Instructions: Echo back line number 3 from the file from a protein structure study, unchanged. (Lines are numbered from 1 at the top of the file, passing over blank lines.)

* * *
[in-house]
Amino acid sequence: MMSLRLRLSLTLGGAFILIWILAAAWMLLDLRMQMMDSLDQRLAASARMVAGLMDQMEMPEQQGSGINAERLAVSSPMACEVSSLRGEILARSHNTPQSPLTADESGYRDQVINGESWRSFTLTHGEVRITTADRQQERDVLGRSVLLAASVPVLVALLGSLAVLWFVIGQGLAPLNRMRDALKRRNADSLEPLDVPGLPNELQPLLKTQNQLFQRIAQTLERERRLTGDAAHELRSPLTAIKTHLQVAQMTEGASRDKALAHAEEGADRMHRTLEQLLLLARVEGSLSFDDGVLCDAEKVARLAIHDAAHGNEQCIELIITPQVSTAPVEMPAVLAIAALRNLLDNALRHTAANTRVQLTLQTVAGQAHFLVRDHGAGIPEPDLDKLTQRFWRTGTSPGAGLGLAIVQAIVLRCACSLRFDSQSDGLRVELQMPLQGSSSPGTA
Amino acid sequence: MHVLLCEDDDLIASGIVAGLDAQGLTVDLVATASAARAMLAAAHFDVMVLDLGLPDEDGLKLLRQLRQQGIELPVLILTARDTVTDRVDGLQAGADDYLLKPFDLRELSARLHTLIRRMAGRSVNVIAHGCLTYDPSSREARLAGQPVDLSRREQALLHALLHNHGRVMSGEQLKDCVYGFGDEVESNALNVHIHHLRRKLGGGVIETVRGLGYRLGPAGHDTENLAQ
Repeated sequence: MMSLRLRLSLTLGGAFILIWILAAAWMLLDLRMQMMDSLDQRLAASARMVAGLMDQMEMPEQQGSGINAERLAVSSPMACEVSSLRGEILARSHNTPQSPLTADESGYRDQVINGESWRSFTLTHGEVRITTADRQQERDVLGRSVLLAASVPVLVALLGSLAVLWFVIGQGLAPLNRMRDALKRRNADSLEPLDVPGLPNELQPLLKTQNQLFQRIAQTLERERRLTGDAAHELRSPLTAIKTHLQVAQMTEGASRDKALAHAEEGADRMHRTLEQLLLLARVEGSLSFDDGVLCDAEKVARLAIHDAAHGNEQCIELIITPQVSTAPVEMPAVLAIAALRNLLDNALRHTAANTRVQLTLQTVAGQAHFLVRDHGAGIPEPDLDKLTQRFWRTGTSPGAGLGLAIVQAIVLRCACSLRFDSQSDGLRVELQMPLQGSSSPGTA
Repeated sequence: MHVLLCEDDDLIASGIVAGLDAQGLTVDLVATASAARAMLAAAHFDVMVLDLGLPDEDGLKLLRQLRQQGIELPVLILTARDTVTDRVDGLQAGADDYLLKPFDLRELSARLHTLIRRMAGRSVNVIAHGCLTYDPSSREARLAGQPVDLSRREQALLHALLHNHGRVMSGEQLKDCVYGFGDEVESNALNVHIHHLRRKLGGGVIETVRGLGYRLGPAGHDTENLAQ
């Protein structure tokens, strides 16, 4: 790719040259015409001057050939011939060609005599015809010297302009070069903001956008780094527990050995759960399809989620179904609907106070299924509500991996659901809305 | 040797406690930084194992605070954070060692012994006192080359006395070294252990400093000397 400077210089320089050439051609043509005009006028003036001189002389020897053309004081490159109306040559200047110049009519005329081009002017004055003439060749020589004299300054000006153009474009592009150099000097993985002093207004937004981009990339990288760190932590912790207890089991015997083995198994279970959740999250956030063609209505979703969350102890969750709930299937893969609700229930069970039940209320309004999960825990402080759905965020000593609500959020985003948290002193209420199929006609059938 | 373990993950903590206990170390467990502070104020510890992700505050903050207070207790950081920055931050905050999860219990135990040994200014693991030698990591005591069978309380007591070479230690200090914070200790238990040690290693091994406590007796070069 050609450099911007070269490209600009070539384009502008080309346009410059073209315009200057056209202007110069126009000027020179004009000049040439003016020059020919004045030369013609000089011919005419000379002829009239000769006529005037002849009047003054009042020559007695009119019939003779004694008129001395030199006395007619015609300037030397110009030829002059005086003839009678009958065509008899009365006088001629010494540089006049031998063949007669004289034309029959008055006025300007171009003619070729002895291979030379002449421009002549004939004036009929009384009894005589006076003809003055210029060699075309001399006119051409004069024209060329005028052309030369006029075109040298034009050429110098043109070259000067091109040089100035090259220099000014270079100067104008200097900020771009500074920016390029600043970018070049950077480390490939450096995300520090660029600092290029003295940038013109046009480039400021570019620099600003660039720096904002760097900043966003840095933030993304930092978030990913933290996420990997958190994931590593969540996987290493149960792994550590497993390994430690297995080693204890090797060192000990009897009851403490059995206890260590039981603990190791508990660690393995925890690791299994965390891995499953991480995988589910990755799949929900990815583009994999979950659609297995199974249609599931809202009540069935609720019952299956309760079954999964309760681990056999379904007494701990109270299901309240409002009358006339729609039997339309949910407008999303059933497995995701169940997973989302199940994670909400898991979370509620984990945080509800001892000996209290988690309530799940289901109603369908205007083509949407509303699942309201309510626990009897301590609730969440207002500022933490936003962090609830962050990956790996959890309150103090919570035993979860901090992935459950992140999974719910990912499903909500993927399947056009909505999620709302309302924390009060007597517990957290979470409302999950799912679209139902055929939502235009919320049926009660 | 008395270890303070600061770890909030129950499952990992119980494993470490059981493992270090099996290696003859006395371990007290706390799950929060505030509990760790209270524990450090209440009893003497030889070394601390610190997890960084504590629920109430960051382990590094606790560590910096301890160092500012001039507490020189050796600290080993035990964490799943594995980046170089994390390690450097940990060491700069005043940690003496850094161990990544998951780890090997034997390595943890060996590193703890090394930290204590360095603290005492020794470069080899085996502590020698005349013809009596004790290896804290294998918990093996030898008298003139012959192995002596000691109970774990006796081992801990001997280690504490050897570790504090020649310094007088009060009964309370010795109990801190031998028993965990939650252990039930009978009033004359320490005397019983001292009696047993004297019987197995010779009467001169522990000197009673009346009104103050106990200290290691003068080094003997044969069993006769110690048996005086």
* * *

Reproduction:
Amino acid sequence: MHVLLCEDDDLIASGIVAGLDAQGLTVDLVATASAARAMLAAAHFDVMVLDLGLPDEDGLKLLRQLRQQGIELPVLILTARDTVTDRVDGLQAGADDYLLKPFDLRELSARLHTLIRRMAGRSVNVIAHGCLTYDPSSREARLAGQPVDLSRREQALLHALLHNHGRVMSGEQLKDCVYGFGDEVESNALNVHIHHLRRKLGGGVIETVRGLGYRLGPAGHDTENLAQ